The book also has a more serious side, looking back over three centuries at what life was like for sailors constantly facing the prospect of death at sea. Many old superstitions are examined, including dance ceremonies and donations of gin to calm storms supposedly caused by "old Neptune." The book also looks at the role of lighthouses along the coast in cutting the toll of shipwrecks.

Another interesting new title is Looking Back at South Shore History by John L. Galluzo, also published by The History Press, as part of their American Chronicles series. This book brings together a collection of historical columns from South Shore Living magazine, including an article about the first keeper of Scituate Lighthouse in 1811.

Guide Books to Savor
Many visitors from around the world enjoy sailing around the US coast, and a growing number arrive here by cruise liner. Planet Cruise says that a Transatlantic cruise gives memories which will last forever, and the same is true for a sea journey along the New England coast, discovering the wildlife and exploring the lighthouses and other historic buildings. The right guide book can help to make the trip even more enjoyable, and there are some new ones available. 

The Explorer's Guide: The Maine Coast and Islands by Christina Tree and Nancy English, published by Countryman Press, is full of detailed information. Subtitled "Key to a Great Destination", the latest edition has separate sections on each part of the coast, from the south, including the Yorks and Kittery, to Washington County in the east. There is also detail on Maine's islands. Another new Coastal Maine by Hilary Nangle, in the Moon Handbooks series, which suggests offbeat trips such as one combining lighthouses with lobsters and LL Bean. The author has a website full of further suggestions about travel around Maine.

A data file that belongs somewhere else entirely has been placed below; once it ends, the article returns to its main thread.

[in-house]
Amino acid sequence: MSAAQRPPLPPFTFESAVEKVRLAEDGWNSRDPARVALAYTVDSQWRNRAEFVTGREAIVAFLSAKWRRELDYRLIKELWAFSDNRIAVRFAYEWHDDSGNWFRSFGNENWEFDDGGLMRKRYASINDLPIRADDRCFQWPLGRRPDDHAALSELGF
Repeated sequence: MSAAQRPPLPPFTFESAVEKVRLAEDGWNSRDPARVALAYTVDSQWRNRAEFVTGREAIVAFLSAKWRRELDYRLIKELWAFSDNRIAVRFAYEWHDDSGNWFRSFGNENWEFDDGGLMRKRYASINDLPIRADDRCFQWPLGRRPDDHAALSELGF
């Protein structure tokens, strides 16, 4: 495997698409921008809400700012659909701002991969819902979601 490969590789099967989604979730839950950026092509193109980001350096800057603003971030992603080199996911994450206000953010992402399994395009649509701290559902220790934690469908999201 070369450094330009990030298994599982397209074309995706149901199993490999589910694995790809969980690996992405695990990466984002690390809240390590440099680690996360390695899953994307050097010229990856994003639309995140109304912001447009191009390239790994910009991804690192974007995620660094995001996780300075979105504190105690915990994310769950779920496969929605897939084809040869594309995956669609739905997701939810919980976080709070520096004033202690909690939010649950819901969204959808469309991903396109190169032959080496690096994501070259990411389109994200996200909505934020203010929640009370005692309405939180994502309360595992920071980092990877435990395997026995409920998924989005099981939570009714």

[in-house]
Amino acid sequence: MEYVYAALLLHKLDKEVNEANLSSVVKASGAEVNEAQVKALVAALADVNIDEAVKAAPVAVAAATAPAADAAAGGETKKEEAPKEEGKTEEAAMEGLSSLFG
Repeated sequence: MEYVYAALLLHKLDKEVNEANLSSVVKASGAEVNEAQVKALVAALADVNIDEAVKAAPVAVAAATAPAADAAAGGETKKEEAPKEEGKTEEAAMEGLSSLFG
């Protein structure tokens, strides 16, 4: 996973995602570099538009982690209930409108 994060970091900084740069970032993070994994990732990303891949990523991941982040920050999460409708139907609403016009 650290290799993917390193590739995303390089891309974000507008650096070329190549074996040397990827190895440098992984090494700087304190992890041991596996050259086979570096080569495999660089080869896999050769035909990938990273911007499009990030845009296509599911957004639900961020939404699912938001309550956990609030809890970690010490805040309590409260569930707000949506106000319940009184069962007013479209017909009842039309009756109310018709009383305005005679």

Recipes from the Coast
Cookbooks are always popular festive gifts, and this season some are available with a The Coastal Table, by Karen Covey, published by Union Park Press, brings together recipes "inspired by the farmlands and seaside of southern New England." The author tells how she originally just wanted a weekend getaway on the south coast of Massachusetts, but ended up making her home there. Her cookbook includes many fish and seafood recipes, plus other ideas using fresh local produce. It also includes contributions from top New England chefs. Another mouthwatering new offering is Simply New England by chef Daniel Bruce of the Boston Harbor Hotel, published by the Lyons Press. Bruce says he aims to celebrate both land and sea, and lobster and halibut feature in some of the recipes.
There's even a reprint of a book combining cookery and history, The New England Economical Housekeeper, and Family Receipt Book by Esther Howland, first published in 1844. This contains more than 220 recipes, ranging from main meals to puddings and traditional medical remedies. The book gives a fascinating glimpse of 19th-century family life and customs, and cooking up some of the dishes - if you can get the ingredients! - will give a taste of the past.

Monday, December 2, 2013

Hospital Point Light Ready for the Holidays

The U.S. Coast Guard Auxiliary Division 4 Lighthouse Team has been busy preparing Hospital Point Light in Beverly, Massachusetts, for the holidays. The lighthouse team continued their tradition of placing a holiday wreath and star on the lighthouse tower. 

Left: Hospital Point Light Station, with wreath and star, from just offshore. Photo by Phil Karwowski, made possible by Salem Harbormaster Capt. Bill McHugh and Deputy Harbormaster Patrick Mulligan.

Seventeen members of the team and one volunteer, gathered at Hospital Point on a sunny but chilly morning, to prepare the wreath and star.